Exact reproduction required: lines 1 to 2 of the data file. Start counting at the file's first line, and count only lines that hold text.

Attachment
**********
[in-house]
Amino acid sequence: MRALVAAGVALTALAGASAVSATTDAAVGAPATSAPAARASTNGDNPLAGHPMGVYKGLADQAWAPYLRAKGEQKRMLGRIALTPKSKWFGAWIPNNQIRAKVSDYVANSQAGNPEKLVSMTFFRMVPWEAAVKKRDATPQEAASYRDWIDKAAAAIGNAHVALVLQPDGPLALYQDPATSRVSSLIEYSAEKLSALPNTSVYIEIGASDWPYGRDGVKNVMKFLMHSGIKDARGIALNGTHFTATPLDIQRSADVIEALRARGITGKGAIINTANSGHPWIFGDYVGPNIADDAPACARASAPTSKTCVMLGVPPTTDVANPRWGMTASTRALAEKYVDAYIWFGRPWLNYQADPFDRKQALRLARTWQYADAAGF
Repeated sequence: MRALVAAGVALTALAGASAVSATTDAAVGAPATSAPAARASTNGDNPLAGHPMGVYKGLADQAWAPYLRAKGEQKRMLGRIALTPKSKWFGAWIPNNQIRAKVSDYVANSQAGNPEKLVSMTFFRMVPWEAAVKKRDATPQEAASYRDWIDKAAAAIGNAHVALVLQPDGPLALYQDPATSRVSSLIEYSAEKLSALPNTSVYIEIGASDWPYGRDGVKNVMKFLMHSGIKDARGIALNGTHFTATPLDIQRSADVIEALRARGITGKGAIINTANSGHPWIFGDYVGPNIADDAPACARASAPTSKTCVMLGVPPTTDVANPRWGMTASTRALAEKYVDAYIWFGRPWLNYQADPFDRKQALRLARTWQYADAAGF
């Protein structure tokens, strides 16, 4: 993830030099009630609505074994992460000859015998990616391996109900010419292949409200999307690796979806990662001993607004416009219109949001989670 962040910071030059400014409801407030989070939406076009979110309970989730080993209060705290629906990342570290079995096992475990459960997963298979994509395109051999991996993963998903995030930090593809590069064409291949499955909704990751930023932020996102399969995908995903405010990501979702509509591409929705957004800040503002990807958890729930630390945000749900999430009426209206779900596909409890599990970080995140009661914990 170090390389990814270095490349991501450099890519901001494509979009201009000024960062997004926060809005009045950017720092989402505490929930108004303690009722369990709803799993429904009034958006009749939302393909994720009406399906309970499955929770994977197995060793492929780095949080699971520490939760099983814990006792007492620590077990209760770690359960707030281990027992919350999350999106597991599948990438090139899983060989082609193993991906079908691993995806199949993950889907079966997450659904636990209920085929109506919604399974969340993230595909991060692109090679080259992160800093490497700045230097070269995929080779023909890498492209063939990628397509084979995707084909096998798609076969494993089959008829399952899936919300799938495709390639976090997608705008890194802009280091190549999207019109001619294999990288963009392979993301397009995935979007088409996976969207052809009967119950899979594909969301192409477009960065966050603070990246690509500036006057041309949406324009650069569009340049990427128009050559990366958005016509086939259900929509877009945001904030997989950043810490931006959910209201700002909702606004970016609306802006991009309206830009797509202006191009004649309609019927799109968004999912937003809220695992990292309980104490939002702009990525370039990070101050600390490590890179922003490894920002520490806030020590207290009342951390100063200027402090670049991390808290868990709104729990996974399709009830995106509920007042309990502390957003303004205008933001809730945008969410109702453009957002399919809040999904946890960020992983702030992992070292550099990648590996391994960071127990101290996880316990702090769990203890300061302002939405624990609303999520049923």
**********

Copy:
[in-house]
Amino acid sequence: MRALVAAGVALTALAGASAVSATTDAAVGAPATSAPAARASTNGDNPLAGHPMGVYKGLADQAWAPYLRAKGEQKRMLGRIALTPKSKWFGAWIPNNQIRAKVSDYVANSQAGNPEKLVSMTFFRMVPWEAAVKKRDATPQEAASYRDWIDKAAAAIGNAHVALVLQPDGPLALYQDPATSRVSSLIEYSAEKLSALPNTSVYIEIGASDWPYGRDGVKNVMKFLMHSGIKDARGIALNGTHFTATPLDIQRSADVIEALRARGITGKGAIINTANSGHPWIFGDYVGPNIADDAPACARASAPTSKTCVMLGVPPTTDVANPRWGMTASTRALAEKYVDAYIWFGRPWLNYQADPFDRKQALRLARTWQYADAAGF